IN THE STATES

TRUMP-PENCE ADMIN FILES TRANSPHOBIC STATEMENT OF INTEREST IN CONN. COURT CASE: More from HRC

The Trump-Pence administration is once again attacking the trans community and reaffirming its dangerous stance towards LGBTQ people. We will continue to fight so all transgender people - especially trans youth - are treated fairly in every part of society. https://t.co/KTmoTmR88B

— Human Rights Campaign (@HRC) March 26, 2020

GET CULTURED - Entertainment, arts and sports news!

“SCHITT’S CREEK” STARS DAN LEVY (@danjlevy) AND NOAH REID (@olreid) ON THE IMPORTANCE OF THEIR CHARACTERS’ HAPPY ENDING: Read more from The Advocate

GLOBAL EQUALITY NEWS

THE JIMME FOUNDATION, AN LGBTQ RIGHTS ORGANIZATION IN INDIA FOUNDED BY HRC GLOBAL INNOVATOR HARISH IYER (@hiyer), HAS LAUNCHED A FUNDRAISER TO SUPPORT SEX WORKERS IN MUMBAI: More from Openly

SECOND ADMINISTRATIVE COURT OF ANKARA, TURKEY HAS OVERTURNED A BAN ON LGBTQ ACTIVITIES IN THE CITY: More from Kaos GL

READING RAINBOW - Bookmark now to read on your lunch break!

Outsports shares a list of 39 LGBTQ sports books to check out

Have news? Send us your news and tips at AMEquality@hrc.org. Click here to subscribe to #AM_Equality and follow @HRC for all the latest news. Thanks for reading!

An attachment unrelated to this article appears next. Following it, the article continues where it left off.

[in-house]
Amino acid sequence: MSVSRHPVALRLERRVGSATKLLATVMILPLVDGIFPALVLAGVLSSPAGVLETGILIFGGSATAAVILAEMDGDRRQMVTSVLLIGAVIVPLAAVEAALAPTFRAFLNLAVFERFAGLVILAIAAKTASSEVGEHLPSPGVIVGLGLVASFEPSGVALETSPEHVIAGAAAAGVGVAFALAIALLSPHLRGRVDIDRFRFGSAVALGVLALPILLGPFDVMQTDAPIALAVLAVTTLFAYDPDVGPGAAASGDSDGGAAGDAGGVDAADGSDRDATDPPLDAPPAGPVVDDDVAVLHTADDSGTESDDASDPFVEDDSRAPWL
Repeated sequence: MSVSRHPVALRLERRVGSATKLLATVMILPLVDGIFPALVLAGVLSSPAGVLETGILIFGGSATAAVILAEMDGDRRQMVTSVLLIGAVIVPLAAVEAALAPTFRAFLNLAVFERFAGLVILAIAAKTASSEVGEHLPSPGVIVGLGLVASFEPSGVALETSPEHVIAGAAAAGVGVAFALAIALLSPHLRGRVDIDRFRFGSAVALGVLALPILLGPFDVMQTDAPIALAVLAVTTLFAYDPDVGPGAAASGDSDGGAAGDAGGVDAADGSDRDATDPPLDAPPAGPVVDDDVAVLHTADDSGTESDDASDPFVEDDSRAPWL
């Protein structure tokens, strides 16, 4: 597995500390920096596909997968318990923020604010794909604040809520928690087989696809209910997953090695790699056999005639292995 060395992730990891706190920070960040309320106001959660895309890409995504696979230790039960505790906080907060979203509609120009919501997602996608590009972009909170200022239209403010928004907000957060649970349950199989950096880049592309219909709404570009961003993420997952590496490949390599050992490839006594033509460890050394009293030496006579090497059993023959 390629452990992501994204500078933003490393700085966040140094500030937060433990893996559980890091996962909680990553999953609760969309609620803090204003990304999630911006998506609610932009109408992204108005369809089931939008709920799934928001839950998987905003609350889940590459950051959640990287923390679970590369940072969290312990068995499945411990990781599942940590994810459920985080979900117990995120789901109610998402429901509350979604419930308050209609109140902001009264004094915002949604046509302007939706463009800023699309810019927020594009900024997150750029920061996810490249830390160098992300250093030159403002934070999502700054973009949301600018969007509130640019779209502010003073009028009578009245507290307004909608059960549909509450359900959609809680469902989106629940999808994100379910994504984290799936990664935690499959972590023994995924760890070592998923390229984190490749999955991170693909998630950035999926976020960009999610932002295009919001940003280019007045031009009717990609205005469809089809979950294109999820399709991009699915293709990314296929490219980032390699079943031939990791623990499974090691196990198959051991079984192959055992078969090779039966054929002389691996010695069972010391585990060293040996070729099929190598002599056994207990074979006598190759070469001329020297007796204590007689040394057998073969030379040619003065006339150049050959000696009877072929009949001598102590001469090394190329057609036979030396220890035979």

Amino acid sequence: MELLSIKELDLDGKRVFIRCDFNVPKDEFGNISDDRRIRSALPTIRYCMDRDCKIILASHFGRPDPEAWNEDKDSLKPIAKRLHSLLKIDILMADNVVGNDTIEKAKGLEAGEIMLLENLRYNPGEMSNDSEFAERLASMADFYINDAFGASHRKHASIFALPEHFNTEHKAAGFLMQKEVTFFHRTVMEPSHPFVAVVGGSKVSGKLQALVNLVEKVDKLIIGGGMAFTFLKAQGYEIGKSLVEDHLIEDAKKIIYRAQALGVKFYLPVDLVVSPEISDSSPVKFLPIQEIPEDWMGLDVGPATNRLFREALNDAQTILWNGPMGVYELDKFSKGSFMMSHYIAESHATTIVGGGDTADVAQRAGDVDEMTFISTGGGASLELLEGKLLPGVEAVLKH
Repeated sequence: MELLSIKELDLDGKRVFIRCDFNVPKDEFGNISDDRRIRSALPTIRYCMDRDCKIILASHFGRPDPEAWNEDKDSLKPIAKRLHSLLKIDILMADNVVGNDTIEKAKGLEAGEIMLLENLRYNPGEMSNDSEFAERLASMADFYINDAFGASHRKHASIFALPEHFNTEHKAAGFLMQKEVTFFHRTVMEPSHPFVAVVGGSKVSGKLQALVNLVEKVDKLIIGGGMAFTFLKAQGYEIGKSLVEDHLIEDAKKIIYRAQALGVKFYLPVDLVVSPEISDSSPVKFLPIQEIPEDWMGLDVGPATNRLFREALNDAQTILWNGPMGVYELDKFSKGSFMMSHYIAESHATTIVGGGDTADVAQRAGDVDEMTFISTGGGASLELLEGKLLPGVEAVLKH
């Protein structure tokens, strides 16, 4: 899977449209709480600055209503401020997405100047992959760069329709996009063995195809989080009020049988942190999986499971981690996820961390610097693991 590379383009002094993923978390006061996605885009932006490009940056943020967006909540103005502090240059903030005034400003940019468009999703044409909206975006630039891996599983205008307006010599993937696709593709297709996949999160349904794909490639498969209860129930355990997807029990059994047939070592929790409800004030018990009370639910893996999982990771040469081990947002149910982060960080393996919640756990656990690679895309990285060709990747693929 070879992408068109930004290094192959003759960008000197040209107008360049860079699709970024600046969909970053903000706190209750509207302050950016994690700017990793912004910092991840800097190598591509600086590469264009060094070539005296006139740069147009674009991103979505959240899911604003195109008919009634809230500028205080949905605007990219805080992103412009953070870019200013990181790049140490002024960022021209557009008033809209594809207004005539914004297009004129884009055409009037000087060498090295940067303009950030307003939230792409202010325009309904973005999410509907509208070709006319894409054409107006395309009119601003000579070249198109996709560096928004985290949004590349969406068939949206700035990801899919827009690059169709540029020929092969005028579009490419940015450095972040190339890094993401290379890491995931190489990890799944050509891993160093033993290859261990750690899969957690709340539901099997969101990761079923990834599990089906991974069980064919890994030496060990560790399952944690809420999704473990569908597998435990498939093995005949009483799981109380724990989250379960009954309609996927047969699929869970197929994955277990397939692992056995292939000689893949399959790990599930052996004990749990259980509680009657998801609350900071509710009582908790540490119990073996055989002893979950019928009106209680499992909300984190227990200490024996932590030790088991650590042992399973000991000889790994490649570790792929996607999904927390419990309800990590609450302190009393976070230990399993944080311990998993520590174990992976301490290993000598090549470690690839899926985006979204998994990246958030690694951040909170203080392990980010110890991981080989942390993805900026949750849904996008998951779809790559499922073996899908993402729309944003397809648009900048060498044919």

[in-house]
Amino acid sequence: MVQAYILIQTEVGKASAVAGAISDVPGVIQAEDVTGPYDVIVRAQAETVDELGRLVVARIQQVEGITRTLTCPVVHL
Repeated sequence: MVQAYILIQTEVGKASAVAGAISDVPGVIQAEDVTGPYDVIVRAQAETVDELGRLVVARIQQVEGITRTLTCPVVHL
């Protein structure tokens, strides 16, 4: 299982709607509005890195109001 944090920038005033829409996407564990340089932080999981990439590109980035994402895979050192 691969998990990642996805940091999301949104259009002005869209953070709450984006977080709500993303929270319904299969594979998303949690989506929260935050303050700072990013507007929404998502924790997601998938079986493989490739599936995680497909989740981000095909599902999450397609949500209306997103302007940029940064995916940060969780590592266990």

#AM_Equality: March 26, 2020

Thu, 03/26/2020 - 10:16

IDAHO IS FOCUSING ON ANTI-TRANSGENDER LEGISLATION INSTEAD OF THE REAL CRISIS, COVID-19: “What makes these bills particularly hurtful for trans people in Idaho is the timing of the legislation,” writes Nico Lang (@Nico_Lang). “They were pushed through the state Senate during the same week that municipalities across the country took measures to curb the spread of coronavirus, also known as COVID-19. And yet in Idaho, little has been done to stop its citizens from contracting coronavirus.” Read the full piece from VICE

  • Said HRC State Legislative Director and Senior Counsel Cathryn Oakley (@CthrynOkly), “[This bill] is legislation that is based purely in misinformation about trans youth, and it is targeting trans youth for discriminatory treatment. For any trans person in Idaho, they are now on notice that their government is willing to make laws that are based on fear and not facts.” 

HRC PRESIDENT ON TRUMP “SHADOW DIPLOMAT” AND CABINET BIBLE STUDY LEADER BLAMING LGBTQ PEOPLE FOR COVID-19 PANDEMIC: Late last night, reports surfaced of Ralph Drollinger blaming LGBTQ people for “God’s consequential wrath” and the COVID-19 pandemic. Said HRC President Alphonso David (@AlphonsoDavid), “LGBTQ people around the country and around the world are struggling to cope with this global pandemic. They are worried about their health, their livelihoods and their families. Our country is in crisis, and rather than placing the blame to marginalized communities that are disproportionately impacted by the pandemic, our leaders and their advisors must focus in, buckle up and flatten the curve.” More from HRC and NBC Out